October 13, 2010

A "CSI effect" in the Supreme Court?

From an oral argument about the right to counsel:
"If someone were moved from the bed, taken to the living room couch, you would have expected to see a trail of blood from the bed, and there wasn't that," said Justice Ruth Ginsburg.

Chief Justice John Roberts asked whether "he could have dragged him from the pool to the couch because there were drops along the way."

"Let's say there really was a gun fight, and Klein [the victim] fell someplace else," speculated Justice Samuel Alito. "Why is it so valuable to him to move Klein's body?"

Justice Sonia Sotomayor posed a hypothetical in which "one of those blood spots absolutely had to be Klein's near the bedroom."

"Why wouldn't he wipe up the blood?" Justice Antonin Scalia wanted to know. "I mean, what good is it to simply put him on the couch when you leave a pool of blood showing that that's where he was shot?"

18 comments:

traditionalguy said...

Appellate law is so dull and seems to be an interminably wrestling with property rights and legal procedural issues that were used to derail one side's case...and then you turn the page and read of horrible human depravity of the highest order done by an accused who now pleads procedural issues from trial or that the proof was 1) subject to suppression for police sloppiness, or 2) not adequately challenged by the defense lawyer, or 3) or not disclosed to the defense properly. But the facts of the human depravity in the facts are so strong that the appellate court will somehow find something to use to confirm the Judgement.

chuckR said...

Arthur Clarke observed that any technology sufficiently advanced is indistinguishable from magic. The problem with CSI technology is that it isn't technology, it's TV BS. I love the video scans that automagically and instantly resolve blobby big pixels into dozens of smaller ones. And who can't be impressed with DNA testing that occurs flawlessly in real time. No waiting for machine access either. It's all entertaining nonsense but the Supremes comments fortunately didn't seem to be about the worst of CSI show procedural whoppers.

IANAL, but I wince at some of the legal procedural liberties taken in these shows in the rush to produce something entertaining that wraps up in less than an hour. There might be a con law drinking game in there somewhere.....

ndspinelli said...

Screw CSI..if we're talking blood evidence we're talking Dexter!!

Maguro said...

I love the video scans that automagically and instantly resolve blobby big pixels into dozens of smaller ones.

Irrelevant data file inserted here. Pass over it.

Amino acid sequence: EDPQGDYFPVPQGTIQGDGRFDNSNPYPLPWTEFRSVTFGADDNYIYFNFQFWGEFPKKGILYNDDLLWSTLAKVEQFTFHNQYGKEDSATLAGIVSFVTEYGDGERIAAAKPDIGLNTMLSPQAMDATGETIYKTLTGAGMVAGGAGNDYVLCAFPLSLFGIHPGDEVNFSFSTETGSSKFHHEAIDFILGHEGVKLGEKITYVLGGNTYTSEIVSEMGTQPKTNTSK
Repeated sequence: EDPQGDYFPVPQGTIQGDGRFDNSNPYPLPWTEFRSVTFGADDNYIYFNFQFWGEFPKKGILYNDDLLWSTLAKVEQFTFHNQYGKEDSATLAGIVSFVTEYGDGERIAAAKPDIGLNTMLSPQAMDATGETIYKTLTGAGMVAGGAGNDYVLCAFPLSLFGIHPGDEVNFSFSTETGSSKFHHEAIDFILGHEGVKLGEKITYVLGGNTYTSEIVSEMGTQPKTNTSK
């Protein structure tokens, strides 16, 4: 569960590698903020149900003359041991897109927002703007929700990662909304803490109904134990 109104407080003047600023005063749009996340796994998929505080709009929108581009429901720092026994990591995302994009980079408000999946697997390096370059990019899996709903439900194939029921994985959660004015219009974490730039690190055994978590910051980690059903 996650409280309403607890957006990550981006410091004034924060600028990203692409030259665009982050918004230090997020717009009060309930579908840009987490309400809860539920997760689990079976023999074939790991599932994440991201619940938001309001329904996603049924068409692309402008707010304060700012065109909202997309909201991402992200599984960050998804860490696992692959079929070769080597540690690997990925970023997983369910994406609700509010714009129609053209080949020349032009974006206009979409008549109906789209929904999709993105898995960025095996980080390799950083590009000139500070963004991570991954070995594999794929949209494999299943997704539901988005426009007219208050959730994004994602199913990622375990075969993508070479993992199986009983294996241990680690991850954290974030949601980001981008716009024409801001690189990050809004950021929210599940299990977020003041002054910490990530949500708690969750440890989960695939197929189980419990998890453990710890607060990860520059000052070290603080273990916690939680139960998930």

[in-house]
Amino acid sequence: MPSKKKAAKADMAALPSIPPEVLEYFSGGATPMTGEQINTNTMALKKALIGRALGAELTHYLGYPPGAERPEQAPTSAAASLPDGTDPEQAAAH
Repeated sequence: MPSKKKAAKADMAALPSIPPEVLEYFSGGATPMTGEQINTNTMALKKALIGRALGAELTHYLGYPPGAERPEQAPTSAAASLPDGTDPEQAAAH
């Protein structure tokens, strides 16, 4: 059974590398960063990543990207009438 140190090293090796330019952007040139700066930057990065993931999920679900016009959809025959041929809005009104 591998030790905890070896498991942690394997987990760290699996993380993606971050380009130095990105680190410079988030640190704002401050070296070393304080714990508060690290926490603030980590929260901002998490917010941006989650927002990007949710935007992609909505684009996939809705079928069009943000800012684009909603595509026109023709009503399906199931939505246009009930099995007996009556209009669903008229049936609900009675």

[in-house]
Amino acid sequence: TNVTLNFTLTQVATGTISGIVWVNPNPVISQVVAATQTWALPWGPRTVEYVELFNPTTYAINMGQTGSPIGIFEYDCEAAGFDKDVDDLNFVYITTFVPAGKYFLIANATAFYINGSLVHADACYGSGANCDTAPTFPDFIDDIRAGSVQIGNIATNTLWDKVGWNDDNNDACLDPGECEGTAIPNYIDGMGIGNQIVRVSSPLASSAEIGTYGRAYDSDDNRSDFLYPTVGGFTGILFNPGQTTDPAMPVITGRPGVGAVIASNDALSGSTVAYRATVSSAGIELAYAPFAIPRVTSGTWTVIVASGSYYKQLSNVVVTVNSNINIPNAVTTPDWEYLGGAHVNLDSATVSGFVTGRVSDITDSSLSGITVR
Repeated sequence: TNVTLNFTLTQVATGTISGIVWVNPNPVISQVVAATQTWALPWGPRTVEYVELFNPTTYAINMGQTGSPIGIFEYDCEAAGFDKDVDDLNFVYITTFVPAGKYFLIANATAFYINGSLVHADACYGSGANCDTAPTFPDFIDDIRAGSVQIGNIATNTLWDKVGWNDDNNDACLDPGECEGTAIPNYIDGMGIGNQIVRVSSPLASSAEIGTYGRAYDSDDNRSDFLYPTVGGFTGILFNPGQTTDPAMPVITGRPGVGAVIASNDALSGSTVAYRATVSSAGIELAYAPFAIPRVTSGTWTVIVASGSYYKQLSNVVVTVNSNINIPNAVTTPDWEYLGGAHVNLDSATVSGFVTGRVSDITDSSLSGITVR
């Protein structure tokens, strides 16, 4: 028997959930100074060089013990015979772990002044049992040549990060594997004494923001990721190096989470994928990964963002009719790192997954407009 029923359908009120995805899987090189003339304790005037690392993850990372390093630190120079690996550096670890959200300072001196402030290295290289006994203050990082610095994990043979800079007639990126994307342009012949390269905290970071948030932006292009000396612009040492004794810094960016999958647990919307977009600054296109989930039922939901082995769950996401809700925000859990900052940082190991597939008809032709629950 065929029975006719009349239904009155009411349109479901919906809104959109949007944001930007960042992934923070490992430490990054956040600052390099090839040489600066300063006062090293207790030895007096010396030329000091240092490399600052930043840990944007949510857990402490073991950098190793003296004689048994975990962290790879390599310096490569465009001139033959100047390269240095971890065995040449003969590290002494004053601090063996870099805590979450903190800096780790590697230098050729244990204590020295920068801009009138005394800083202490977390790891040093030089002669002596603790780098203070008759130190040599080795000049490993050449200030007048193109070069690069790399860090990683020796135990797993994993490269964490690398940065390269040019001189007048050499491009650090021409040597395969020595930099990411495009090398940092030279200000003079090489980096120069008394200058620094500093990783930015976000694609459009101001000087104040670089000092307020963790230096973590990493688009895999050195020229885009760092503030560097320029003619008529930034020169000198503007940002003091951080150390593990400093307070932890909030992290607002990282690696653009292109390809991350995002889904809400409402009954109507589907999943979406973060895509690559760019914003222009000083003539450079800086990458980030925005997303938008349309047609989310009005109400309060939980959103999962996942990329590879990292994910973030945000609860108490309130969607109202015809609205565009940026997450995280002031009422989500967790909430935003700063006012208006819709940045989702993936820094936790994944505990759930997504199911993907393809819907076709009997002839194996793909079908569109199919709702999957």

Yeah, this has to be CSI's dumbest pseudo-technology. And anyone who's ever messed around with Photoshop knows it's bullshit.

Flunky: It's great that we got a photo of the murderer. But it's just so blurry we can't tell who it is!

David Caruso: We could {removes sunglasses} have it blown up digitally.

Flunky: Gasp.

LarsPorsena said...

The Supremes would have a better grip on reality if they watched "The First 48".

EDH said...

The normally silent Justice Thomas rose to his feet to exclaim: It was Colonel Mustard in the Conservatory with a Candlestick!

deborah said...

NCIS > CSI

deborah said...

lol EDH

Richard Dolan said...

Well, it was a habeas case and the claim was ineffective assistance by a defense lawyer who failed to follow the blood evidence where it supposedly led -- which, according to the new defense counsel, was an argument to the jury that someone else had done the shooting.

I suppose they could have talked about the weather. Or maybe that little semi-circular bit of lawn that Ann liked so much yesterday. But, silly judges that they are, they talked about the blood evidence and what it might have shown if the first defense counsel had done what the second defense counsel claims he should have.

virgil xenophon said...

Some TV talking-head or blogger--can't remember which--has pointed out that, thanks to all the CSI shows, there is a very real "CSI EFFECT" now existing in the real world and having a deleterious effect in many of the nation's courtrooms in that today's juries now often demand and/or expect unrealistic levels of technical science-based proof before they will convict.

AJ Lynch said...

Too bad none of the SCOTUS judges look like Sela Ward of CSI NY or the blonde from CSI Vegas.

Bender said...

I really hate, but am all too often subjected to, reading an entire news story and not learning what the hell the underlying argument is supposed to be.

What is the relevance of where the victim was shot or if he was moved or the failure of counsel to investigate the blood evidence? Hell if I know, from reading that story. But that is par for the Washington Post.

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Belkys said...

I guees all people here are familiar with suspension of disbelief( Ars Poetica)

Belkys said...

So Scalia is Michel? And the others are a bunch of Fredos?

traditionalguy said...

Bender...Just watch more CSI episodes. They have a beginning, a middle and an end. Except for those frustrating two parters. The SCOTUS is in need of better fiction writers. Did you know that when the Court wants to make a new legal precedent, that they just insert fictional facts where needed to make the decision say what they want?

jr565 said...

Maguro wrote:
Flunky: It's great that we got a photo of the murderer. But it's just so blurry we can't tell who it is!

David Caruso: We could {removes sunglasses} have it blown up digitally.

Flunky: Gasp.

Well they could be using Sharpen in Photoshop.It doesn't have the power that it does on CSI for the layman because they aren't trained in the arcane arts of phorensics. Or maybe Adobe makes a special version of Photoshop only for CSI.

Belkys said...

http://www.telegraph.co.uk/news/worldnews/europe/italy/8064442/Amanda-Knox-could-not-have-killed-Meredith-Kercher.html
CSI: Italia